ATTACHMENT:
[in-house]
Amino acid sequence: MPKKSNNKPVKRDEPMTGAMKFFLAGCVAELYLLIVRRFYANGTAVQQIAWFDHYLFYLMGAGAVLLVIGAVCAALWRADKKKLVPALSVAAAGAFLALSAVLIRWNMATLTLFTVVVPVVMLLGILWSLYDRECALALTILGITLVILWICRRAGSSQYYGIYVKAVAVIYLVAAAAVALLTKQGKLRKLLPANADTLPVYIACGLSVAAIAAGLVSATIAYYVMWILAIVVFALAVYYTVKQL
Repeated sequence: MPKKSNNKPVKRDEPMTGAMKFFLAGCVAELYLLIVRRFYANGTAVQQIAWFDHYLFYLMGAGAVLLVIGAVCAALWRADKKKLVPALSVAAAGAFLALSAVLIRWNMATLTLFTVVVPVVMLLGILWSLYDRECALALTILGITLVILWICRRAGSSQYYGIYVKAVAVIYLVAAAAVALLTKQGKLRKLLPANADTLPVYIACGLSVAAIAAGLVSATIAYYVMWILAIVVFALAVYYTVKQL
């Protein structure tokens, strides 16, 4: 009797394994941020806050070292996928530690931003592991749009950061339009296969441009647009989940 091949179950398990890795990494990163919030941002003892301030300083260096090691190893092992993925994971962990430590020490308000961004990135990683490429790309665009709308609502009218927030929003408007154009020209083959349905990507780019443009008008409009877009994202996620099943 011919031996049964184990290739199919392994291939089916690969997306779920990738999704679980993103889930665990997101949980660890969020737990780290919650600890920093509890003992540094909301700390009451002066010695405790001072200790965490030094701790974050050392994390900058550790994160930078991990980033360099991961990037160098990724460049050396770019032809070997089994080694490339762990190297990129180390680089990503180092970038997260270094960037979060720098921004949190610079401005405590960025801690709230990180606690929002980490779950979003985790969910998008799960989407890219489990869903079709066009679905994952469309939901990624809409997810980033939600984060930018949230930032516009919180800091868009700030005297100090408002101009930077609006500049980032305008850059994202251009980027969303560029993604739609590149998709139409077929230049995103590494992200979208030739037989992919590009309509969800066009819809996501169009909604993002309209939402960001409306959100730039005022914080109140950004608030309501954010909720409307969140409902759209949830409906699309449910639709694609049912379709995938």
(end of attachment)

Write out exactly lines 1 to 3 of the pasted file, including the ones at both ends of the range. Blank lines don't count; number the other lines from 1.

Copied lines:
[in-house]
Amino acid sequence: MPKKSNNKPVKRDEPMTGAMKFFLAGCVAELYLLIVRRFYANGTAVQQIAWFDHYLFYLMGAGAVLLVIGAVCAALWRADKKKLVPALSVAAAGAFLALSAVLIRWNMATLTLFTVVVPVVMLLGILWSLYDRECALALTILGITLVILWICRRAGSSQYYGIYVKAVAVIYLVAAAAVALLTKQGKLRKLLPANADTLPVYIACGLSVAAIAAGLVSATIAYYVMWILAIVVFALAVYYTVKQL
Repeated sequence: MPKKSNNKPVKRDEPMTGAMKFFLAGCVAELYLLIVRRFYANGTAVQQIAWFDHYLFYLMGAGAVLLVIGAVCAALWRADKKKLVPALSVAAAGAFLALSAVLIRWNMATLTLFTVVVPVVMLLGILWSLYDRECALALTILGITLVILWICRRAGSSQYYGIYVKAVAVIYLVAAAAVALLTKQGKLRKLLPANADTLPVYIACGLSVAAIAAGLVSATIAYYVMWILAIVVFALAVYYTVKQL